E1 region–deleted recombinant adenoviral vectors carrying either sense (+c-jun) or antisense (A-c-jun) c-jun cDNA were constructed. A 2.6-kb-pair fragment of full-length c-jun cDNA was then subcloned in sense or antisense orientation into the pACCMVpLpA shuttle vector to yield the sense and antisense constructs, pSR–sense-c-jun and pSR–antisense-c-jun. Both pSR–sense-c-jun and pSR–antisense-c-jun were then independently cotransfected with pJM17 into HEK-293 cells by calcium phosphate/DNA coprecipitation. For viral plaque assays, the cotransfected HEK-293 cells were overlaid with 0.65% agarose (prepared with 1× DMEM) every 3 to 4 days. The growth of these E1-deleted adenoviruses is limited to the HEK-293 cells. The polymerase chain reaction (PCR) assay was used for identification of the recombinant adenoviral vectors. The adenoviral vectors expressing sense and antisense c-jun were used to infect PASMCs.17 The cells were infected with the appropriate virus at 500 pfu/cell in DMEM containing 0.2% FBS and incubated with gentle swirling every 20 to 30 minutes for 3 hours. Cells were used 24 to 48 hours after adenoviral infection for experimentation.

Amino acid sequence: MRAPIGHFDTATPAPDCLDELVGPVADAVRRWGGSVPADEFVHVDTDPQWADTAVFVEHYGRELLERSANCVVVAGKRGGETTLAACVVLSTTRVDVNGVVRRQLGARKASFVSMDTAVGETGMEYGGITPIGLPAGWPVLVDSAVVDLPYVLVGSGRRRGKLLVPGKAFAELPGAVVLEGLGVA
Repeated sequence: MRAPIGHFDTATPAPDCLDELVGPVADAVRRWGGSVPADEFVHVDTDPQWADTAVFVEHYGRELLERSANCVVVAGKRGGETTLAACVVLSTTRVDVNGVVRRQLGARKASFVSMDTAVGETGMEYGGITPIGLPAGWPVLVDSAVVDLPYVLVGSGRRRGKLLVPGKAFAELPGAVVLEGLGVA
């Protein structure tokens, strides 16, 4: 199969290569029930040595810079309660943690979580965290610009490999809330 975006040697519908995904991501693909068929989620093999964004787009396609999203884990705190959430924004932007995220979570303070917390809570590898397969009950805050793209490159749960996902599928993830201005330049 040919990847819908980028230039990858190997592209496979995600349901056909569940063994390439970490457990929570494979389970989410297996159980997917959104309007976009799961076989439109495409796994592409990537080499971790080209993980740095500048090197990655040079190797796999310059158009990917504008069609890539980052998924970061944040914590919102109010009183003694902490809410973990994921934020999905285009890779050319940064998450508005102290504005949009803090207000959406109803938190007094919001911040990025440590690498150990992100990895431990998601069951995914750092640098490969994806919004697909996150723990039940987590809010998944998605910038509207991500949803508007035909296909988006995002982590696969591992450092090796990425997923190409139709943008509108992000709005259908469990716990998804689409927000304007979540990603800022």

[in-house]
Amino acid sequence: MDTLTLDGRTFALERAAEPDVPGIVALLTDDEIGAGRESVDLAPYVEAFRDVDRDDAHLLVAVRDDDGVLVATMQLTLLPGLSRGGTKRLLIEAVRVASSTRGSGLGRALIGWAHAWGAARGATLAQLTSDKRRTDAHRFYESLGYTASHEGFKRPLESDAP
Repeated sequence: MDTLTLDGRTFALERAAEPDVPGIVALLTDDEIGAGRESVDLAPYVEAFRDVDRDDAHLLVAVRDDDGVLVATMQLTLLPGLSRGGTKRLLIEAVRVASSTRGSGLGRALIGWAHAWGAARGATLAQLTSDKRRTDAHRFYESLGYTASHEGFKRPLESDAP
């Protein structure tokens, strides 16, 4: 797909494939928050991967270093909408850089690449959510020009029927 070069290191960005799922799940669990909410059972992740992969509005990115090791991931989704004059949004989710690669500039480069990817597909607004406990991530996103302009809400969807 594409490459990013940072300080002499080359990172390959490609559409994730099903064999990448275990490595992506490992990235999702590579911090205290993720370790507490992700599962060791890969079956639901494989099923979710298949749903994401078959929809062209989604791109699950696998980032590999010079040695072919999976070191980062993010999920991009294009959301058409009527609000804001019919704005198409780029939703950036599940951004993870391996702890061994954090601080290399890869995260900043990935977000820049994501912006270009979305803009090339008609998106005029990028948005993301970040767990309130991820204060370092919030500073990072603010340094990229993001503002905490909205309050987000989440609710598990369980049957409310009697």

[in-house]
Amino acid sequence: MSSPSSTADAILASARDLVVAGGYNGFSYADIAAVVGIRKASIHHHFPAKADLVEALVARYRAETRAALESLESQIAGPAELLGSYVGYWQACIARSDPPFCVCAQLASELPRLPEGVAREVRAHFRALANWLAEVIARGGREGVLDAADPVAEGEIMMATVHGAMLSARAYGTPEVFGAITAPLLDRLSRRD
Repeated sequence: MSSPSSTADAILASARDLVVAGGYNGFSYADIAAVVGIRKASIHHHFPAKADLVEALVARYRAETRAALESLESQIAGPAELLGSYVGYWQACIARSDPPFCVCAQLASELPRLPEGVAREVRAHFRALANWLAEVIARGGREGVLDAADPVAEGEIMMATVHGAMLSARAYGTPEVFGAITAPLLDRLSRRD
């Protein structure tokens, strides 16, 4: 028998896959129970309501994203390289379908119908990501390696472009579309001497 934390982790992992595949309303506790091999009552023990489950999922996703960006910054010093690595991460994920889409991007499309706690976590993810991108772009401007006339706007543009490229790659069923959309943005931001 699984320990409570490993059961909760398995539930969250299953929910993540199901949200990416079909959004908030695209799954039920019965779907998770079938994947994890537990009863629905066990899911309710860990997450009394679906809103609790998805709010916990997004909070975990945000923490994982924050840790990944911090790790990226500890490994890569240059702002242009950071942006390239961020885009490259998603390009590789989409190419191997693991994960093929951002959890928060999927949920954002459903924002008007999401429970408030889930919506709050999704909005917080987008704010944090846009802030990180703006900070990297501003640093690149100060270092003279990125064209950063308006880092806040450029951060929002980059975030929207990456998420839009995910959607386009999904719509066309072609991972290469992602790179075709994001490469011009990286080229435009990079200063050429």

Whole-cell K+ currents were recorded with an Axopatch-1D amplifier and a DigiData 1200 interface by use of patch-clamp techniques.10 The extracellular (bath) solution contained (in mmol/L) NaCl 141, KCl 4.7, CaCl2 1.8, MgCl2 1.2, HEPES 10, and glucose 10 (pH 7.4). In Ca2+-free solution, CaCl2 was replaced by equimolar MgCl2, and 1 mmol/L EGTA was added. The internal (pipette) solution contained (in mmol/L) KCl 125, MgCl2 4, HEPES 10, EGTA 10, and Na2ATP 5 (pH 7.2). 4-Aminopyridine (4-AP, Sigma) was directly dissolved into the solution on the day of use (pH 7.4).
Western Blot Analysis
The cell lysates were sonicated and centrifuged at 12 000 rpm for 10 minutes, and the insoluble fraction was discarded. Proteins (10 μg) were mixed and boiled in SDS-PAGE sample buffer for 5 minutes. The protein samples separated on 10% SDS-PAGE were transferred to nitrocellulose membranes. After incubation overnight at 4°C in a blocking buffer (0.1% Tween-20 in PBS) containing 5% nonfat dry milk powder, the membranes were incubated with the rabbit anti–c-Jun and anti-Kvβ2 polyclonal antibodies (Biosourse). The membranes were then washed and incubated with anti-mouse horseradish peroxidase–conjugated IgG for 90 minutes at 24°C. The bound antibody was detected with an enhanced chemiluminescence detection system (Amersham).